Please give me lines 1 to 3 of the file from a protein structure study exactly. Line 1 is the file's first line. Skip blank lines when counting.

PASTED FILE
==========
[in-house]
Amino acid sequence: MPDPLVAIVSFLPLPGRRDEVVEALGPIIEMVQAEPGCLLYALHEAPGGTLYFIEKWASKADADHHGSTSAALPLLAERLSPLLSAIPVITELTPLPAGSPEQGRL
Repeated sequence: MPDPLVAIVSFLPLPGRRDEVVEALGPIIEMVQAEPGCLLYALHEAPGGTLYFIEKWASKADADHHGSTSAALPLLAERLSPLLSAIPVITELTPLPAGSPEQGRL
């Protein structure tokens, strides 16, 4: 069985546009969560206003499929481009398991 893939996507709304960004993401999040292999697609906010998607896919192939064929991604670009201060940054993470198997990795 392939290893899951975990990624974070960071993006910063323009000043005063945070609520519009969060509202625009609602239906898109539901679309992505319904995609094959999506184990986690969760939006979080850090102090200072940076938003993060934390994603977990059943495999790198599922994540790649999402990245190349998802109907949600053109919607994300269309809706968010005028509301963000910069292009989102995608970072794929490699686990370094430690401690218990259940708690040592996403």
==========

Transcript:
[in-house]
Amino acid sequence: MPDPLVAIVSFLPLPGRRDEVVEALGPIIEMVQAEPGCLLYALHEAPGGTLYFIEKWASKADADHHGSTSAALPLLAERLSPLLSAIPVITELTPLPAGSPEQGRL
Repeated sequence: MPDPLVAIVSFLPLPGRRDEVVEALGPIIEMVQAEPGCLLYALHEAPGGTLYFIEKWASKADADHHGSTSAALPLLAERLSPLLSAIPVITELTPLPAGSPEQGRL